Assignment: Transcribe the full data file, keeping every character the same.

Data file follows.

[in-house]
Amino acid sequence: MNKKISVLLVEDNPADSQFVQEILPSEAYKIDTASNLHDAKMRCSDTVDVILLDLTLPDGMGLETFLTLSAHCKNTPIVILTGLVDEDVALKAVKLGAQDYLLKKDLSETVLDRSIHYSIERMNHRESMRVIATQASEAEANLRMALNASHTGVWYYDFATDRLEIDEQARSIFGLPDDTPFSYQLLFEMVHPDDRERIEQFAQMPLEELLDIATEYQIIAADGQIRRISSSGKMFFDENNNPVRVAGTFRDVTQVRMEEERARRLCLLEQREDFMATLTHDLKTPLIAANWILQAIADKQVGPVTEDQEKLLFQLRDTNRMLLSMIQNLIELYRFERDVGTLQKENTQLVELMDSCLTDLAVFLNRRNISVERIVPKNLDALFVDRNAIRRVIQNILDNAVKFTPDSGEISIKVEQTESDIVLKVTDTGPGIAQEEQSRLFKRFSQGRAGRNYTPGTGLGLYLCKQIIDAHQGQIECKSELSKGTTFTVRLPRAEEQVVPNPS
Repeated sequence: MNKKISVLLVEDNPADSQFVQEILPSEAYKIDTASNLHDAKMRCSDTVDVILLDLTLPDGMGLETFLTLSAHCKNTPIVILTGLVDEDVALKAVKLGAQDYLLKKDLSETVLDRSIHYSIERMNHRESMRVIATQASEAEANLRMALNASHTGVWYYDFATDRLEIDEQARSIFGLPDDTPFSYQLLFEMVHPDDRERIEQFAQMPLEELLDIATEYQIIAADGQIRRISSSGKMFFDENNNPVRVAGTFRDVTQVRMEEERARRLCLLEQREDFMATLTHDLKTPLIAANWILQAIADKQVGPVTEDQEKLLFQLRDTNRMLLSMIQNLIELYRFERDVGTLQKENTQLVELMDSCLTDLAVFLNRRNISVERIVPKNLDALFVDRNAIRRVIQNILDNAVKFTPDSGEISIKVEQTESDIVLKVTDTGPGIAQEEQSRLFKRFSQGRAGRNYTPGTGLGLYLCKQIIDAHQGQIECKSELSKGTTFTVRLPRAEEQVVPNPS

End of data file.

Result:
[in-house]
Amino acid sequence: MNKKISVLLVEDNPADSQFVQEILPSEAYKIDTASNLHDAKMRCSDTVDVILLDLTLPDGMGLETFLTLSAHCKNTPIVILTGLVDEDVALKAVKLGAQDYLLKKDLSETVLDRSIHYSIERMNHRESMRVIATQASEAEANLRMALNASHTGVWYYDFATDRLEIDEQARSIFGLPDDTPFSYQLLFEMVHPDDRERIEQFAQMPLEELLDIATEYQIIAADGQIRRISSSGKMFFDENNNPVRVAGTFRDVTQVRMEEERARRLCLLEQREDFMATLTHDLKTPLIAANWILQAIADKQVGPVTEDQEKLLFQLRDTNRMLLSMIQNLIELYRFERDVGTLQKENTQLVELMDSCLTDLAVFLNRRNISVERIVPKNLDALFVDRNAIRRVIQNILDNAVKFTPDSGEISIKVEQTESDIVLKVTDTGPGIAQEEQSRLFKRFSQGRAGRNYTPGTGLGLYLCKQIIDAHQGQIECKSELSKGTTFTVRLPRAEEQVVPNPS
Repeated sequence: MNKKISVLLVEDNPADSQFVQEILPSEAYKIDTASNLHDAKMRCSDTVDVILLDLTLPDGMGLETFLTLSAHCKNTPIVILTGLVDEDVALKAVKLGAQDYLLKKDLSETVLDRSIHYSIERMNHRESMRVIATQASEAEANLRMALNASHTGVWYYDFATDRLEIDEQARSIFGLPDDTPFSYQLLFEMVHPDDRERIEQFAQMPLEELLDIATEYQIIAADGQIRRISSSGKMFFDENNNPVRVAGTFRDVTQVRMEEERARRLCLLEQREDFMATLTHDLKTPLIAANWILQAIADKQVGPVTEDQEKLLFQLRDTNRMLLSMIQNLIELYRFERDVGTLQKENTQLVELMDSCLTDLAVFLNRRNISVERIVPKNLDALFVDRNAIRRVIQNILDNAVKFTPDSGEISIKVEQTESDIVLKVTDTGPGIAQEEQSRLFKRFSQGRAGRNYTPGTGLGLYLCKQIIDAHQGQIECKSELSKGTTFTVRLPRAEEQVVPNPS